Journal of Geophysical Research (American Geophysical Union)
Yucca Mountain Tuff contains small titanomagnetite grains with narrow size distributions in the superparamagnetic range [Schlinger et al., 1988]. Magnetic measurements on three samples (comprising hysteresis loops at low and ambient temperatures, acquisition and demagnetization of isothermal remanent magnetization, thermal demagnetization of the saturation remanence and of a low-temperature thermoremanence, and frequency- and temperature-dependent susceptibilities) allow evaluation of the magnetic properties in terms of Néel's  single-domain theory. Precise grain volume distributions have been obtained by applying the blocking volume concept to thermal demagnetization results. In contrast, an attempt to derive mean particle volumes by fitting a Langevin curve to the room temperature magnetization curves fails, probably because the precondition for the Langevin function, KV/kT≪1, is not met. It is only for the sample with the smallest grains and in weak fields (<20 mT) that a Langevin fit provides a reasonable volume estimate. There is good agreement between the experimental results and the calculated frequency and temperature dependence of susceptibility, thus verifying that Néel's theory is sufficient for the magnetic description of single-domain assemblages spanning the superparamagnetic/stable single-domain boundary. However, some deviations between modeled and measured susceptibilities exist, and the physical causes may include size-dependent anisotropy, nonuniform magnetizations, and also an uncertain preexponential time “constant” τ0. While τ0 = 10−11 s gives the best fit for the sample with the largest grains, τ0 = 10−9 s is more reasonable for the others. Thus τ0 may indeed be size- and temperature-dependent as predicted by Brown . The commonly cited parameter χfd (frequency dependence of susceptibility) reaches 30% at room temperature (RT) for one sample with a blocking temperatures just below RT, while χfd = 0 at RT for a superparamagnetic sample with smaller grains. These results thus exemplify that χfd is not limited to 15%, as a number of studies suggest, and that χfd = 0 must not be taken to imply the absence of superparamagnetic grains.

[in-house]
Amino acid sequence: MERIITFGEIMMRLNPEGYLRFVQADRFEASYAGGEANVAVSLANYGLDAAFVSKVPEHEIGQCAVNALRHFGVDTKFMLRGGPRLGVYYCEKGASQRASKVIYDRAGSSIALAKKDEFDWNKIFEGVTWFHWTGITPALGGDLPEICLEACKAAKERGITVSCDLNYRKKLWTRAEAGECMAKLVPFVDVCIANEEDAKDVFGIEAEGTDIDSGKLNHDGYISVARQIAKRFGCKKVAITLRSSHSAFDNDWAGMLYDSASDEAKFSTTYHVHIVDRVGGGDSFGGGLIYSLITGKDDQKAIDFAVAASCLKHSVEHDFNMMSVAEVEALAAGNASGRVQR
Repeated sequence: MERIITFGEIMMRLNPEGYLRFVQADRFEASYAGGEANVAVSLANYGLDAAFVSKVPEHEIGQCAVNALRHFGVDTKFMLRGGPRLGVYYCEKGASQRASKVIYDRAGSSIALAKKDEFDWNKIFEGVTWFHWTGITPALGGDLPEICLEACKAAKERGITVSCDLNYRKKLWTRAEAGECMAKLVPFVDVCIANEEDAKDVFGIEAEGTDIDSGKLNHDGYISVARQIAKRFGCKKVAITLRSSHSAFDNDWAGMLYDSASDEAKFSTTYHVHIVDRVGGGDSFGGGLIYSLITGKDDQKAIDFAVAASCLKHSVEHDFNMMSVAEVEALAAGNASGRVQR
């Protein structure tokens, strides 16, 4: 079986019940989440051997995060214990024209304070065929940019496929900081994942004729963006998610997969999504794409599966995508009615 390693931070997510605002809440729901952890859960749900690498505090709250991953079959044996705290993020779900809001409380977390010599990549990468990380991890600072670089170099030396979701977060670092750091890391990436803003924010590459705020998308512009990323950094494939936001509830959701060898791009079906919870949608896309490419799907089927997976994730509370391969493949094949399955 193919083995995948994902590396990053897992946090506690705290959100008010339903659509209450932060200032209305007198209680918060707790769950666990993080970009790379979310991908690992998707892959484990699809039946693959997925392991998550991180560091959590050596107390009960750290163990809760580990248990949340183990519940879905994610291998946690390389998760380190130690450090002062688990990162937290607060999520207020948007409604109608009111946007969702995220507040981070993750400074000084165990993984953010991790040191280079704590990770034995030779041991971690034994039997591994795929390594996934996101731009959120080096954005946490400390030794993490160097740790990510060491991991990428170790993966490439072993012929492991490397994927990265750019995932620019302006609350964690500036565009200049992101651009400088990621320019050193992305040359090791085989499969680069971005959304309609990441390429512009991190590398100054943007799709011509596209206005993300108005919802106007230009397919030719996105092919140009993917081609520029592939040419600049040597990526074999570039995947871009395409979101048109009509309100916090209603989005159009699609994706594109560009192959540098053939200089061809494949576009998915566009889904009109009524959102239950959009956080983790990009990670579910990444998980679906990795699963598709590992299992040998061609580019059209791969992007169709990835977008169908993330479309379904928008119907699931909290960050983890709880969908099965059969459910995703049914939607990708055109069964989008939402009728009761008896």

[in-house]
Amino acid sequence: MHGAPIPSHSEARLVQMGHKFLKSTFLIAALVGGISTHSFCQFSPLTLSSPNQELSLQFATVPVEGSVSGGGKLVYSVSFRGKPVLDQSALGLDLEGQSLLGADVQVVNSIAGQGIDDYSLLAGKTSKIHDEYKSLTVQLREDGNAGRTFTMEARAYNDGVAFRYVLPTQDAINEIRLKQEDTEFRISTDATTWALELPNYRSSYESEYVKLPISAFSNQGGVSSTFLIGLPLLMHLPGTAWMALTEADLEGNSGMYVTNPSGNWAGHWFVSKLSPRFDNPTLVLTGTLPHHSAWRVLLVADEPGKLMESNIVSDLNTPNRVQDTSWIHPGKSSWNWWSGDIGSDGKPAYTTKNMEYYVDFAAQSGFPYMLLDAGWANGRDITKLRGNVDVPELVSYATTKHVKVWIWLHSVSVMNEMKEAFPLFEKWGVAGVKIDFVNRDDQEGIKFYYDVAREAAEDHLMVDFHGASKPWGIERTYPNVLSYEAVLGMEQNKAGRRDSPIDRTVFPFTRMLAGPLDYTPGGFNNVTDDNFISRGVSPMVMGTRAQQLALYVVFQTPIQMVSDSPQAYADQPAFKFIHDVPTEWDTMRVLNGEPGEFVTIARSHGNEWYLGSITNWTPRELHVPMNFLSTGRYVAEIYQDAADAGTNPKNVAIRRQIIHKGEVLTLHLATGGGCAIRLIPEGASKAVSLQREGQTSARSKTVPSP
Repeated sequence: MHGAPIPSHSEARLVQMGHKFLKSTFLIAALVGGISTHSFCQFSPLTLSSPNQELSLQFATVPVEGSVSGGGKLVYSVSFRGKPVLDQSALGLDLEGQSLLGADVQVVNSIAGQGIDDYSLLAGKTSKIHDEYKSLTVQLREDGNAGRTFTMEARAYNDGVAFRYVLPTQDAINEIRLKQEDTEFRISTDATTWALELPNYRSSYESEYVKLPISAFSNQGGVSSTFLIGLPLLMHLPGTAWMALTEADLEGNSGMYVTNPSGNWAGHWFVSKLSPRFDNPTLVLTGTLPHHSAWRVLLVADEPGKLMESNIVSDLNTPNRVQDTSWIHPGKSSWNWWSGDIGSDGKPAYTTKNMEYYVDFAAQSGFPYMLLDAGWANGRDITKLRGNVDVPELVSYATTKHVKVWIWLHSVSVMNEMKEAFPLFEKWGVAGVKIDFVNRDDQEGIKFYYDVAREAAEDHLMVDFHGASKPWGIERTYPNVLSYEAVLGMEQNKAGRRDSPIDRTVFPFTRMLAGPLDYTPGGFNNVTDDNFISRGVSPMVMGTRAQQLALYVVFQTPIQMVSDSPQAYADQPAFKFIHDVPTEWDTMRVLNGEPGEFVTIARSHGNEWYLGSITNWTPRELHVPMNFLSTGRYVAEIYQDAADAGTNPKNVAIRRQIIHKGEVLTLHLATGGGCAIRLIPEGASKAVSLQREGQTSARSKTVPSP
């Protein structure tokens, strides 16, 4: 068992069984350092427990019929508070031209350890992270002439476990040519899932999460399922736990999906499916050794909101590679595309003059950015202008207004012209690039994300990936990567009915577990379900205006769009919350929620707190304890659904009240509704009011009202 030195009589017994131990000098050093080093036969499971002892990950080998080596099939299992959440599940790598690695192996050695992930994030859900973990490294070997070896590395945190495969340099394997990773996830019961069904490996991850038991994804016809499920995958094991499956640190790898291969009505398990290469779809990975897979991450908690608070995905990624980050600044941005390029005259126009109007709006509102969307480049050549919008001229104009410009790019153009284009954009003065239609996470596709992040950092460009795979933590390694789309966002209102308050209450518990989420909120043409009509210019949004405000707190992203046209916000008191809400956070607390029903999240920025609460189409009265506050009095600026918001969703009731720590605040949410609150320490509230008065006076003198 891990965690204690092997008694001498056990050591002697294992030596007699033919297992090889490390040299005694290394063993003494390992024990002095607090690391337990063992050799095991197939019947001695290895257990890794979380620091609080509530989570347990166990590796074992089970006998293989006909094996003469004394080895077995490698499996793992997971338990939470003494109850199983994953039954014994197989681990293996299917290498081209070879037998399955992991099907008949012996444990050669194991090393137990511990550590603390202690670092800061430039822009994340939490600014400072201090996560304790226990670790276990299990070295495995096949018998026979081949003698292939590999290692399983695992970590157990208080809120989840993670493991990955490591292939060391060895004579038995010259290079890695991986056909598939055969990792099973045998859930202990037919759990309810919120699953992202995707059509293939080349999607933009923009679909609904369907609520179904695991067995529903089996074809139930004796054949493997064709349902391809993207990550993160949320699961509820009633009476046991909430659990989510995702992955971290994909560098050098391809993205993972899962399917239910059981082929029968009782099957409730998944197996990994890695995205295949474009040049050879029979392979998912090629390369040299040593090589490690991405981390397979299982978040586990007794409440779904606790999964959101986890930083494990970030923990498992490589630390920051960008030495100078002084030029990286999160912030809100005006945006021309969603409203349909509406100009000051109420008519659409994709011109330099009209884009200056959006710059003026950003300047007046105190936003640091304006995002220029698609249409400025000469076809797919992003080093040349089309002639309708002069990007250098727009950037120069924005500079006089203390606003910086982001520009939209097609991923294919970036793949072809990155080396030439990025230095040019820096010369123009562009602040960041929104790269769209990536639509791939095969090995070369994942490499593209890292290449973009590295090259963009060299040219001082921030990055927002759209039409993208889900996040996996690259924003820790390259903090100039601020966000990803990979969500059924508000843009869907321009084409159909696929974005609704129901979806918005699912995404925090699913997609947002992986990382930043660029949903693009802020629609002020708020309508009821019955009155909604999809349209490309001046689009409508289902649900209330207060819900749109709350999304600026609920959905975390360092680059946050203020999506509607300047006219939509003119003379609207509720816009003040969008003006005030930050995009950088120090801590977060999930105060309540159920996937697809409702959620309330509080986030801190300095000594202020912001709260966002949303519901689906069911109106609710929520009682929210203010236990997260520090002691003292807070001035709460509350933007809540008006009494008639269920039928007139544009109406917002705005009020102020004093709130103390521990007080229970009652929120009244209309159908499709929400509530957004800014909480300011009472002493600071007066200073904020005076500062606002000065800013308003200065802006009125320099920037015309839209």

Worm, H.-U. and M. Jackson (1999). "The superparamagnetism of Yucca Mountain Tuff." Journal of Geophysical Research B: Solid Earth 104(B11): 25,415-425,425.
Financial support from the "Deutsche Forschungsgemeinschaft" is gratefully acknowledged. This is IRM contribution 9902. The IRM is supported by grants from the National Science Foundation and the W. M. Keck Foundation.
Worm, Horst; Jackson, Mike.
The superparamagnetism of Yucca Mountain Tuff..
Journal of Geophysical Research (American Geophysical Union).
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